i’ve tried porting the antimatter impl which was also used by aframe, this is how a renderable would behave:
so everything is now under the users control, the type of camera, the scene, controls. but it’s lacking unified instancing for more than 1 splat. it would be silly easy from reacts perspective to manage that, but the shader stuff and the worker is quite overwhelming, it looks like the antimatter codebase hasn’t prepared for that yet.
Thanks for the example! I think making my code work in a similar fashion will be pretty easy, but supporting multiple splat scenes is going to be the tricky part. Is it worth releasing a drop-in version or R3f version that only supports a single splat scene?
i think i will attempt managing multiple splats today, i guess it’s just about pumping bufferarrays into the worker. though removing splats is probably going to be hard. i would suggest you keep it vanilla as extensible functions. instead of an engine people will have to create a splatmanager class and interface the renderable object3d’s with it by constructor injection or something like that?
i can componetize it into fiber for you if you want a broader audience.
btw, i have never really tried this before because i thought this needs specialized hardware. but i studied a bit and turns out it’s actually super easy to create. this really is a game changer, i don’t have to be a blender artist to make showcases on the web.
the original code uses this code to position the splats
let center = new THREE.Vector3(f_buffer[8 * i + 0], f_buffer[8 * i + 1], -f_buffer[8 * i + 2])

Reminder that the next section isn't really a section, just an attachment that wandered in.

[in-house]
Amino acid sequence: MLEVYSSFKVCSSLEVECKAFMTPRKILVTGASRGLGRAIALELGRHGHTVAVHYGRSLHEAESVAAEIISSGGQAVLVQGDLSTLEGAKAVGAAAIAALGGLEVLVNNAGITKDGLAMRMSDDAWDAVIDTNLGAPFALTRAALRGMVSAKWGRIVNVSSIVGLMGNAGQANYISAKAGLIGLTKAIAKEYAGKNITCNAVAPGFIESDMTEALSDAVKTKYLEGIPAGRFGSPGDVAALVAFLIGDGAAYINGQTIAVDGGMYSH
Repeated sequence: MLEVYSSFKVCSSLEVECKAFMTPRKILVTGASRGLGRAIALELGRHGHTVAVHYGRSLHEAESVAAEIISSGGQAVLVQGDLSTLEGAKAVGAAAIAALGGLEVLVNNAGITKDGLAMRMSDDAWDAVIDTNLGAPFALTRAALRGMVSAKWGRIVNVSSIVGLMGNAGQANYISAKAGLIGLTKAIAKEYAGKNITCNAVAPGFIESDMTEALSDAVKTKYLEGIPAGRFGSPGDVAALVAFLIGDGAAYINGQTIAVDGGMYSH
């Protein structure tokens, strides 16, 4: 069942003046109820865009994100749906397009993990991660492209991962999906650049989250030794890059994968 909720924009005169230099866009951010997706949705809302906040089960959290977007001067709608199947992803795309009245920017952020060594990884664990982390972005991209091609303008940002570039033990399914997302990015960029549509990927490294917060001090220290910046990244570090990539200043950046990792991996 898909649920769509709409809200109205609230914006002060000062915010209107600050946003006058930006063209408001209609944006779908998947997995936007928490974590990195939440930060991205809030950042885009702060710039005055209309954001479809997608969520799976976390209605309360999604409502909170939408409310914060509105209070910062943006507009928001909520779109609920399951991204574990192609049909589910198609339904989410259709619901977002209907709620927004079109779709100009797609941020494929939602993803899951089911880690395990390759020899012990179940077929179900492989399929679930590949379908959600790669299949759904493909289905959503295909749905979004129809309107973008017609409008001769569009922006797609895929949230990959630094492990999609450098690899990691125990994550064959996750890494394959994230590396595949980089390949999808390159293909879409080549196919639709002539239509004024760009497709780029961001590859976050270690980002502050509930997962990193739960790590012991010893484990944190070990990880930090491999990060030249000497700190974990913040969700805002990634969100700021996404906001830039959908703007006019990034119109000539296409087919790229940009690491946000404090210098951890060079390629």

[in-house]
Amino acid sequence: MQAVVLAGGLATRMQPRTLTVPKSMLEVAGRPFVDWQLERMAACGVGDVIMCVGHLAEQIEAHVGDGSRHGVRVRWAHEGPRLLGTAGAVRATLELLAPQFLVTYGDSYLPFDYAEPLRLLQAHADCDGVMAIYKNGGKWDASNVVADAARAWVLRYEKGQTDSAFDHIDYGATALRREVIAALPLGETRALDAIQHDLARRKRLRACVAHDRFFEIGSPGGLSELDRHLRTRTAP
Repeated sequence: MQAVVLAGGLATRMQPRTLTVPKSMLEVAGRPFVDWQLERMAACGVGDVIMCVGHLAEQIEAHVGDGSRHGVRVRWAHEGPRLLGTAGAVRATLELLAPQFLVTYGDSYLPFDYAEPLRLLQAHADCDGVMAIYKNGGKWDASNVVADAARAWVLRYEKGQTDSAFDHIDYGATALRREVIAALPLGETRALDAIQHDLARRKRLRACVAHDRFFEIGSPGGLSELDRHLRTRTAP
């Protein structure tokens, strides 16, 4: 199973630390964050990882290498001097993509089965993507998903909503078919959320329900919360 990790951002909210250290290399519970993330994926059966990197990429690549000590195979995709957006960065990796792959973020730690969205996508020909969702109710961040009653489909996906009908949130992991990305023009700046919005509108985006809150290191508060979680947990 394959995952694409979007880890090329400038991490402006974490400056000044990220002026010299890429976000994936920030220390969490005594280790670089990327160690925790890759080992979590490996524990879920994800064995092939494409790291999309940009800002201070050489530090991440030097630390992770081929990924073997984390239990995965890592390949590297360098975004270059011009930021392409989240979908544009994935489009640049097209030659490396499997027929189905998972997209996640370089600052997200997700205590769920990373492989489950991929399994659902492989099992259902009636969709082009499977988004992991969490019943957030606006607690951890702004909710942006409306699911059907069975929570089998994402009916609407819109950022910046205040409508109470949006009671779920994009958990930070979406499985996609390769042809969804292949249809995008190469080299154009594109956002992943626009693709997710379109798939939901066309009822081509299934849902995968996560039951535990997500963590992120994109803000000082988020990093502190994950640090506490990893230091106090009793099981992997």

let scale = new THREE.Vector3(f_buffer[8 * i + 3 + 0], f_buffer[8 * i + 3 + 1], f_buffer[8 * i + 3 + 2])
let mtx = new THREE.Matrix4()
let mtx_t = mtx.clone()
each splat is a virtual placeholder (a THREE.Group with nothing in it), the world matrix of it is obj.current.matrixWorld, do you know how i can apply it? i tried multiply, premultiply, add, but the results are rather crazy.
Well my code is separated into multiple files and multiple classes, so my hope is that it is easier to read and understand… however I could be totally wrong about that But I have also taken additional steps for performance optimization. I use an octree to cull splats that are not visible or near the frustum in order to speed up both rendering and sorting. I implemented my sorting algorithm in C++ and it’s imported via a WASM module. The sort itself uses web assembly SIMD instructions and is currently 100% integer math based (which may become an issue with larger scenes and the potential of overflow). I’m also using a transform feedback to calculate splat distances from the camera prior to sorting. I have also tried to document the shader code so that it is easier to understand how the covariances for each splat are projected and ultimately rasterized. Additionally I created a custom .splat file format with some basic compression that significantly reduces file size, although work on that is ongoing: Universal format discussion
I have to give Kevin Kwok credit though; he implemented his version first and it was a great starting point for mine. I have tried to get mine to where it is 100% my own code… I think I have been mostly successful
My “drop-in” branch is now nearly complete, it supports adding a renderable splat viewer to a three.js scene just like any other three.js renderable. It also supports loading multiple splat scenes and applying custom transformations to those scenes. Example usage can be seen here: Drop-in example. Let me know if this is heading in the right direction